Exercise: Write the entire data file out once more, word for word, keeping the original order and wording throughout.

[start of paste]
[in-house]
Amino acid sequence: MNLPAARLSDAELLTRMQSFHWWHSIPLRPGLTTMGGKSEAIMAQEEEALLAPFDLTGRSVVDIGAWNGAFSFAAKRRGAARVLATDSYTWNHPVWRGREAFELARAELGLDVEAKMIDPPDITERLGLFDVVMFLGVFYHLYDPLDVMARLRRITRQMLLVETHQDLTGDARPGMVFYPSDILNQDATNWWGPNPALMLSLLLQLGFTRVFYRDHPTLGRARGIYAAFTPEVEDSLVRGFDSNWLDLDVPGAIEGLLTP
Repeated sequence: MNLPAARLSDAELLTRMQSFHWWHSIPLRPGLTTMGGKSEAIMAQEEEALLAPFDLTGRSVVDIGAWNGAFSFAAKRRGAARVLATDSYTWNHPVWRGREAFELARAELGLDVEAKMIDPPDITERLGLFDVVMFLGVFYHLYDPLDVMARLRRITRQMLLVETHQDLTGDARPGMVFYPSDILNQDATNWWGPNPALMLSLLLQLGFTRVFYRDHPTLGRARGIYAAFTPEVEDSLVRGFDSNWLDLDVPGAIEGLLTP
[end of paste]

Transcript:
[in-house]
Amino acid sequence: MNLPAARLSDAELLTRMQSFHWWHSIPLRPGLTTMGGKSEAIMAQEEEALLAPFDLTGRSVVDIGAWNGAFSFAAKRRGAARVLATDSYTWNHPVWRGREAFELARAELGLDVEAKMIDPPDITERLGLFDVVMFLGVFYHLYDPLDVMARLRRITRQMLLVETHQDLTGDARPGMVFYPSDILNQDATNWWGPNPALMLSLLLQLGFTRVFYRDHPTLGRARGIYAAFTPEVEDSLVRGFDSNWLDLDVPGAIEGLLTP
Repeated sequence: MNLPAARLSDAELLTRMQSFHWWHSIPLRPGLTTMGGKSEAIMAQEEEALLAPFDLTGRSVVDIGAWNGAFSFAAKRRGAARVLATDSYTWNHPVWRGREAFELARAELGLDVEAKMIDPPDITERLGLFDVVMFLGVFYHLYDPLDVMARLRRITRQMLLVETHQDLTGDARPGMVFYPSDILNQDATNWWGPNPALMLSLLLQLGFTRVFYRDHPTLGRARGIYAAFTPEVEDSLVRGFDSNWLDLDVPGAIEGLLTP